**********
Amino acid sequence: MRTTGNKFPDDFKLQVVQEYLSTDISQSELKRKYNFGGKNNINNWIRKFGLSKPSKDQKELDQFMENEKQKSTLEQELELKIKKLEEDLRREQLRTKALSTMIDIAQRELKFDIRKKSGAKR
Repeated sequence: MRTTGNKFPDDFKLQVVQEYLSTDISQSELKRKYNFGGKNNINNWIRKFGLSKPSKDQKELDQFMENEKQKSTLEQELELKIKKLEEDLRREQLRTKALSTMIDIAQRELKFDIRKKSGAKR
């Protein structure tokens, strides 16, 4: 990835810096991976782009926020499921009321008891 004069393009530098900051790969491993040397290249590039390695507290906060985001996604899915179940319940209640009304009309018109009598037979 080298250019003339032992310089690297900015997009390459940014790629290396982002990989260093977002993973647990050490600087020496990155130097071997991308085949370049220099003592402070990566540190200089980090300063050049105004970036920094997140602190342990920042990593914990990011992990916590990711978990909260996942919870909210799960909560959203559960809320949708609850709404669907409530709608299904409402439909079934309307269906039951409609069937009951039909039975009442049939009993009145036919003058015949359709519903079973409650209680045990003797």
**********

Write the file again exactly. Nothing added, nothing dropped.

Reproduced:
Amino acid sequence: MRTTGNKFPDDFKLQVVQEYLSTDISQSELKRKYNFGGKNNINNWIRKFGLSKPSKDQKELDQFMENEKQKSTLEQELELKIKKLEEDLRREQLRTKALSTMIDIAQRELKFDIRKKSGAKR
Repeated sequence: MRTTGNKFPDDFKLQVVQEYLSTDISQSELKRKYNFGGKNNINNWIRKFGLSKPSKDQKELDQFMENEKQKSTLEQELELKIKKLEEDLRREQLRTKALSTMIDIAQRELKFDIRKKSGAKR
């Protein structure tokens, strides 16, 4: 990835810096991976782009926020499921009321008891 004069393009530098900051790969491993040397290249590039390695507290906060985001996604899915179940319940209640009304009309018109009598037979 080298250019003339032992310089690297900015997009390459940014790629290396982002990989260093977002993973647990050490600087020496990155130097071997991308085949370049220099003592402070990566540190200089980090300063050049105004970036920094997140602190342990920042990593914990990011992990916590990711978990909260996942919870909210799960909560959203559960809320949708609850709404669907409530709608299904409402439909079934309307269906039951409609069937009951039909039975009442049939009993009145036919003058015949359709519903079973409650209680045990003797």